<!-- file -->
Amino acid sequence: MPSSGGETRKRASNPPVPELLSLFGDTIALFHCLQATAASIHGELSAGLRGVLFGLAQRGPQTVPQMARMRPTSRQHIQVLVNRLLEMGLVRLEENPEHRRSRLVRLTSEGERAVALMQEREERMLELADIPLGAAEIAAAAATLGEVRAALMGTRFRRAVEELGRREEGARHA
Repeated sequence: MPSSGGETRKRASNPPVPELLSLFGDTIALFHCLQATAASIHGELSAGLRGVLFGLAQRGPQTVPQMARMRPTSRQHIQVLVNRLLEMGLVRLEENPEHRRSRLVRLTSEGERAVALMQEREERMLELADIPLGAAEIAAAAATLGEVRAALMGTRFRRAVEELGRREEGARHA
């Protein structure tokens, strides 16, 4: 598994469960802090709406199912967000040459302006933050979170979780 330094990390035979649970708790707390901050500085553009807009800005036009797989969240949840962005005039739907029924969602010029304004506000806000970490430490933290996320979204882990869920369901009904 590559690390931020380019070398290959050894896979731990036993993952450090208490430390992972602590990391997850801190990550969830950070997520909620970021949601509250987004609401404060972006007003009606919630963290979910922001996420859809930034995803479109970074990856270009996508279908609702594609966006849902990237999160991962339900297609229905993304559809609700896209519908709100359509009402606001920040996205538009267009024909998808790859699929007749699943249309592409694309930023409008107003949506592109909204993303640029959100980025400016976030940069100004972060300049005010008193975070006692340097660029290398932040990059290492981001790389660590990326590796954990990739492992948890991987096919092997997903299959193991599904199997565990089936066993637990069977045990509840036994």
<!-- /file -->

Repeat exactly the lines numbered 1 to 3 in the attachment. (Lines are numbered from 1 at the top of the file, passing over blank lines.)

Amino acid sequence: MPSSGGETRKRASNPPVPELLSLFGDTIALFHCLQATAASIHGELSAGLRGVLFGLAQRGPQTVPQMARMRPTSRQHIQVLVNRLLEMGLVRLEENPEHRRSRLVRLTSEGERAVALMQEREERMLELADIPLGAAEIAAAAATLGEVRAALMGTRFRRAVEELGRREEGARHA
Repeated sequence: MPSSGGETRKRASNPPVPELLSLFGDTIALFHCLQATAASIHGELSAGLRGVLFGLAQRGPQTVPQMARMRPTSRQHIQVLVNRLLEMGLVRLEENPEHRRSRLVRLTSEGERAVALMQEREERMLELADIPLGAAEIAAAAATLGEVRAALMGTRFRRAVEELGRREEGARHA
């Protein structure tokens, strides 16, 4: 598994469960802090709406199912967000040459302006933050979170979780 330094990390035979649970708790707390901050500085553009807009800005036009797989969240949840962005005039739907029924969602010029304004506000806000970490430490933290996320979204882990869920369901009904 590559690390931020380019070398290959050894896979731990036993993952450090208490430390992972602590990391997850801190990550969830950070997520909620970021949601509250987004609401404060972006007003009606919630963290979910922001996420859809930034995803479109970074990856270009996508279908609702594609966006849902990237999160991962339900297609229905993304559809609700896209519908709100359509009402606001920040996205538009267009024909998808790859699929007749699943249309592409694309930023409008107003949506592109909204993303640029959100980025400016976030940069100004972060300049005010008193975070006692340097660029290398932040990059290492981001790389660590990326590796954990990739492992948890991987096919092997997903299959193991599904199997565990089936066993637990069977045990509840036994």